Matthew 25: 41-46 goes on to say this:
“Then He will also say to those on the left hand, ‘Depart from Me, you cursed, into the everlasting fire prepared for the devil and his angels; for I was hungry and you gave Me no food; I was thirsty and you gave Me no drink; I was a stranger and you did not take Me in; naked and you did not clothe me, sick and in prison and you did not visit Me.’
“Then they also will answer Him saying, ‘Lord, when did we see you hungry or thirsty or a stranger or naked or sick or in prison, and did not minister to You?’ Then He will answer them saying, ‘Assuredly, I say to you, inasmuch as you did not do it to one of the least of these, you did not do it to Me.’ And these will go away into everlasting punishment, but the righteous into eternal life.”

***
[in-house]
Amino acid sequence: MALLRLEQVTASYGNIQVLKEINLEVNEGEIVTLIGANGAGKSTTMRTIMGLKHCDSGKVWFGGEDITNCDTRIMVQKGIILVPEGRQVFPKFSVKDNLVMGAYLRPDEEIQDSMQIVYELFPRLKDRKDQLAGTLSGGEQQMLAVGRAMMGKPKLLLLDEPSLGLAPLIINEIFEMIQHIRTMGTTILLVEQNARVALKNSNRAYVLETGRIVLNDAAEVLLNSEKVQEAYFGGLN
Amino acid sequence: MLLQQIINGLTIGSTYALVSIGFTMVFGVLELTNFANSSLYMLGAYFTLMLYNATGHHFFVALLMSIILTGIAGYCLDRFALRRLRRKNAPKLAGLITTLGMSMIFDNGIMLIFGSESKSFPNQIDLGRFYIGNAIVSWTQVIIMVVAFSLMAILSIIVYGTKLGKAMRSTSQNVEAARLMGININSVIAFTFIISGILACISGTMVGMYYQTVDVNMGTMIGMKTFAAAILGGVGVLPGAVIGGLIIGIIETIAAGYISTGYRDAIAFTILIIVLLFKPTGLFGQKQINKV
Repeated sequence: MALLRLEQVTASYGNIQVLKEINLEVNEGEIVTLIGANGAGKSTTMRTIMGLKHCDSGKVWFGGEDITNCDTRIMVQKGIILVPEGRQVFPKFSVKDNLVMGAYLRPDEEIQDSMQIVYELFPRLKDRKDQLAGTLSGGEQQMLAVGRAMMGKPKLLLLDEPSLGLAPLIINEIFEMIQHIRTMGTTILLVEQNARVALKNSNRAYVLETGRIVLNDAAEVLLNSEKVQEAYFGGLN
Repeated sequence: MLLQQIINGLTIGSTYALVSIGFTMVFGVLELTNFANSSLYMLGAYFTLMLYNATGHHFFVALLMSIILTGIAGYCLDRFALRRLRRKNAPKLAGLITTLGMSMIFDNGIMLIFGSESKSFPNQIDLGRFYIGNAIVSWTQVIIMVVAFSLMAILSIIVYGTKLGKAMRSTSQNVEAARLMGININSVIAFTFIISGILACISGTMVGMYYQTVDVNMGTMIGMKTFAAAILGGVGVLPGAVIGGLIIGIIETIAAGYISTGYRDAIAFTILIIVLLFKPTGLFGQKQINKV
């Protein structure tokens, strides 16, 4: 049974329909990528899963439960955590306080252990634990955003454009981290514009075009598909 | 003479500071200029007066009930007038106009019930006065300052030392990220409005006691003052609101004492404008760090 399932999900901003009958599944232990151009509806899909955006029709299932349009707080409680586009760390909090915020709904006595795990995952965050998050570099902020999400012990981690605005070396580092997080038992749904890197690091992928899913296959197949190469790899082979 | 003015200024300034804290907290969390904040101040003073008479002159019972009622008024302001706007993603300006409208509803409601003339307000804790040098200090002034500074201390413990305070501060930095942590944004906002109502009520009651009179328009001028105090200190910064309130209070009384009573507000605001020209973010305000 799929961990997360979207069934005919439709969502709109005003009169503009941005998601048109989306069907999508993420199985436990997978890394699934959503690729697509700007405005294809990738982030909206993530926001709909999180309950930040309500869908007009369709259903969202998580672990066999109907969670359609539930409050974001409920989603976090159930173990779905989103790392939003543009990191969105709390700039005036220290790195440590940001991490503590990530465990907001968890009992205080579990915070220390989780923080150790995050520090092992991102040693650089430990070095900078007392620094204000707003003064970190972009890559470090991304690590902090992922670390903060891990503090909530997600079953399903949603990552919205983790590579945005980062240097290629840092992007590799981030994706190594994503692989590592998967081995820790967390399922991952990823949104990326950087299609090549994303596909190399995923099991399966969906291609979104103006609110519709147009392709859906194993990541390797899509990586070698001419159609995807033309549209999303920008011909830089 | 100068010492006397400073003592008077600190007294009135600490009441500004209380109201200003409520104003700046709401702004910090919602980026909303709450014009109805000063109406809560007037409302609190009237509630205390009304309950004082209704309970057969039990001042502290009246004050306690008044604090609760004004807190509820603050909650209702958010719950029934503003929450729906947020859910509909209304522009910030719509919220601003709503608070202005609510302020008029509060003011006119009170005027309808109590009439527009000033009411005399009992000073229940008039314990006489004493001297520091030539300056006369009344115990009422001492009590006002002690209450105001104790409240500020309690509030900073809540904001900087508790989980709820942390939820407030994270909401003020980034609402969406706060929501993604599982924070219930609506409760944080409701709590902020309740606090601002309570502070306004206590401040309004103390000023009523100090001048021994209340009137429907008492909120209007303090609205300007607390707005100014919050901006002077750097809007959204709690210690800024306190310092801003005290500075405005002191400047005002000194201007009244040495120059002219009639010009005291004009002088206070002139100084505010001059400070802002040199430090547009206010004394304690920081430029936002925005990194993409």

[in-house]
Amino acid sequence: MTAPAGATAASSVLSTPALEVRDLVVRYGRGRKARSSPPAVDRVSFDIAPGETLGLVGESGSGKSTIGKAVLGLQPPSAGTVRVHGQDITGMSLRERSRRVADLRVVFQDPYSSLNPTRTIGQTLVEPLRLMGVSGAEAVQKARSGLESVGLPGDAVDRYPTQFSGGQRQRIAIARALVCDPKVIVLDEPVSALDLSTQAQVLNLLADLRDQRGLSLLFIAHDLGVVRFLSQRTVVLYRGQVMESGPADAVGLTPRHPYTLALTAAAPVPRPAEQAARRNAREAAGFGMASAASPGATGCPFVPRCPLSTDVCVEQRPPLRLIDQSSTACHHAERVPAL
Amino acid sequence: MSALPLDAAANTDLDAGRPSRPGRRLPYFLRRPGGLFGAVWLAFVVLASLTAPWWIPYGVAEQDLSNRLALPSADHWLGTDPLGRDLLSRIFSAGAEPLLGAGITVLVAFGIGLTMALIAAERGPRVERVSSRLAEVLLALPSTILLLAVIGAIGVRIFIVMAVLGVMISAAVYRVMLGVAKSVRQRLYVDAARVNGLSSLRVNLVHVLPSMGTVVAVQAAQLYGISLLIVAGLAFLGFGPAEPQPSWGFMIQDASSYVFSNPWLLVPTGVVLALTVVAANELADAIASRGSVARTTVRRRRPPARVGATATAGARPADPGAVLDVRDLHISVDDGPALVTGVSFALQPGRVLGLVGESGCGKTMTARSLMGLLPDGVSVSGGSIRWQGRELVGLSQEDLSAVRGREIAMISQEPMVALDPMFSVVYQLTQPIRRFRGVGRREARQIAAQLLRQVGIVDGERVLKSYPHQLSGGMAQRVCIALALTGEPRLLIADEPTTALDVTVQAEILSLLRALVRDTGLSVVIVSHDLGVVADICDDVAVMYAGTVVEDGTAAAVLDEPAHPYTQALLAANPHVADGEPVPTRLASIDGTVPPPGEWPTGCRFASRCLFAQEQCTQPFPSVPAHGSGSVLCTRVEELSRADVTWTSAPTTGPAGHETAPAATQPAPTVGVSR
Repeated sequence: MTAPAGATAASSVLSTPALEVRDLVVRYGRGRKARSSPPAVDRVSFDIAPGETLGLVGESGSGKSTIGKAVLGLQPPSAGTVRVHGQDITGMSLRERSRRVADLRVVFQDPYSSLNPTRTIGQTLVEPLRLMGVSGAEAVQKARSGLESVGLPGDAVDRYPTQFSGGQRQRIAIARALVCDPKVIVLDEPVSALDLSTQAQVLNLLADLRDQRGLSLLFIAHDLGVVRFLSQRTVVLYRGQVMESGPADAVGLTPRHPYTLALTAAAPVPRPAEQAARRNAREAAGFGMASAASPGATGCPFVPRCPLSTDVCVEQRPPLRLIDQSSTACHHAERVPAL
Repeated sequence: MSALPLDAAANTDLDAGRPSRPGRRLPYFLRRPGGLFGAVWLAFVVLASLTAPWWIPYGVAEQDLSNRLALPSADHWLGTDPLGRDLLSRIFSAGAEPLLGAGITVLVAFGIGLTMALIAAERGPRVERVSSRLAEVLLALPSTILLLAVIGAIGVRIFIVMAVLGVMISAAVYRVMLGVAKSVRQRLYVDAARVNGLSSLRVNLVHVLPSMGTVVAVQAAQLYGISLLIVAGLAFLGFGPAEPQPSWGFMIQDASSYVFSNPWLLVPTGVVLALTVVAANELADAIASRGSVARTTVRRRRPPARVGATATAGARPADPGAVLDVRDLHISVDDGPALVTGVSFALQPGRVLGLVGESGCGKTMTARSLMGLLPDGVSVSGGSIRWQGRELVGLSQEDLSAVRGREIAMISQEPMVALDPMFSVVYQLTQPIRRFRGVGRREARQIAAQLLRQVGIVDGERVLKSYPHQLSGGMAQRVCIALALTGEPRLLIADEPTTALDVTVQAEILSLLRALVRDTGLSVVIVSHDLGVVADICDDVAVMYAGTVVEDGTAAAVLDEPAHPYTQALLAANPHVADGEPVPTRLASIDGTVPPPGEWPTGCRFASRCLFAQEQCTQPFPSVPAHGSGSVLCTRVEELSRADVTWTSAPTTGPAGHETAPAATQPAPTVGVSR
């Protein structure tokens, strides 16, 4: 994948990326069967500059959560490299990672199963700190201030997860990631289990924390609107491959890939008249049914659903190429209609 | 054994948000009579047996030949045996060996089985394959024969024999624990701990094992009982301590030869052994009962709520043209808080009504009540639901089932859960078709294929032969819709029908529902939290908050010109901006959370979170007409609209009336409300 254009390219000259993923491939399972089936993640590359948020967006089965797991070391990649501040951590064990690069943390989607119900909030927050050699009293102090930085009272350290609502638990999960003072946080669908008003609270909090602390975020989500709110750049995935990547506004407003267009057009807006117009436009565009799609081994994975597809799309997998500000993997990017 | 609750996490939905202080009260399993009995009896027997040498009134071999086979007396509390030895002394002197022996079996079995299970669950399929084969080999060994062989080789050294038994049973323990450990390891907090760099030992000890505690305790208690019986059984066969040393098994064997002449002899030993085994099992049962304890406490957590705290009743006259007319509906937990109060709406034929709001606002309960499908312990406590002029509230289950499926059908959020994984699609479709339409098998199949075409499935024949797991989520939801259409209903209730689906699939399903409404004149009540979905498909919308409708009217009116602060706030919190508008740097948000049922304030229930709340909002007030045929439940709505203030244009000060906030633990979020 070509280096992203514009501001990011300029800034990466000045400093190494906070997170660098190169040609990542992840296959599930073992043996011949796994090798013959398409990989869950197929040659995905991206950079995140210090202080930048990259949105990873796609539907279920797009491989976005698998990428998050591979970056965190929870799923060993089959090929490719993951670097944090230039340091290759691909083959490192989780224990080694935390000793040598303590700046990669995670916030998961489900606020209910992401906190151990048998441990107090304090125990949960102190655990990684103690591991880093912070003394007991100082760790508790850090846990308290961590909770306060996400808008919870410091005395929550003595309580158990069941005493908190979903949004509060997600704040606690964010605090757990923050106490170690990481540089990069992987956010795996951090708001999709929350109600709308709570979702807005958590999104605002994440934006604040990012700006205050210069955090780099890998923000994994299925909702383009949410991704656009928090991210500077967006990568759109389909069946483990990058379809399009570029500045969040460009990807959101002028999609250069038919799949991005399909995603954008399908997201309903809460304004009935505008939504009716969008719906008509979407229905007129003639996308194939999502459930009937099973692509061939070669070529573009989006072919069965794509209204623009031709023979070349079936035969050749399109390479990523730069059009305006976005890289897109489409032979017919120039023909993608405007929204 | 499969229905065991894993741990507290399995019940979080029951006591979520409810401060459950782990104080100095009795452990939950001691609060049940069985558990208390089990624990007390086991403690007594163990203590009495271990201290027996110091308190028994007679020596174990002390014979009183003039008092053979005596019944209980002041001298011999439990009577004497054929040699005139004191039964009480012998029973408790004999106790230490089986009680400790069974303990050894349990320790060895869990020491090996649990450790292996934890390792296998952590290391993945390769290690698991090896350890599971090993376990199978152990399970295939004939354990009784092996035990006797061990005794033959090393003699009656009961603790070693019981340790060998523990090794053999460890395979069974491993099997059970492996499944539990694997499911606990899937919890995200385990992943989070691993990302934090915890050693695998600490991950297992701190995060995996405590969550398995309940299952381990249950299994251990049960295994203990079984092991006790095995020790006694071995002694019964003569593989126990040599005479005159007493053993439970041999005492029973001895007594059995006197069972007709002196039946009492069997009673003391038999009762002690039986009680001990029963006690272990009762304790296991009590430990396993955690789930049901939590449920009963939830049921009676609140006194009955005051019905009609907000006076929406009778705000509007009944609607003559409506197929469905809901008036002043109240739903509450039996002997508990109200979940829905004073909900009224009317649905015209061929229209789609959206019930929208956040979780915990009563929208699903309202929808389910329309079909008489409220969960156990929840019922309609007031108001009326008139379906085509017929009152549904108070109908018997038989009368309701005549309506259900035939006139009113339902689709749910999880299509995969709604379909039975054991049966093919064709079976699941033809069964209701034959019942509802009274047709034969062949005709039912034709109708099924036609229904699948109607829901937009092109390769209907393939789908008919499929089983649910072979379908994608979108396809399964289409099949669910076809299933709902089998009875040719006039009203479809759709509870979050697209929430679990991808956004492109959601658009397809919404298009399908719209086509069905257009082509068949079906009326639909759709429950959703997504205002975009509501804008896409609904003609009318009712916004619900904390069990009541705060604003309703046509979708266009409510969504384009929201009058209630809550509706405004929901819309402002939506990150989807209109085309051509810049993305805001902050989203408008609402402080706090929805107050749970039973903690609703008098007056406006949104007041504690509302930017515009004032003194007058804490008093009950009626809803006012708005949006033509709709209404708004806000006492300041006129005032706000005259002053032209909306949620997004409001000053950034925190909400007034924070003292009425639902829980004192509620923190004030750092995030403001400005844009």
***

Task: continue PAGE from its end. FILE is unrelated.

I’d say that’s the proverbial writing on the border wall, wouldn’t you?
You cannot profess to be a follower of Jesus Christ and simultaneously support building a border wall and turning away those in need. Your thoughts, beliefs, and actions are in direct opposition to the teachings of Jesus Christ, the birth of whom you’re busying yourself to celebrate. My guess is that, this season, He’d prefer the gift we all open to be our hearts.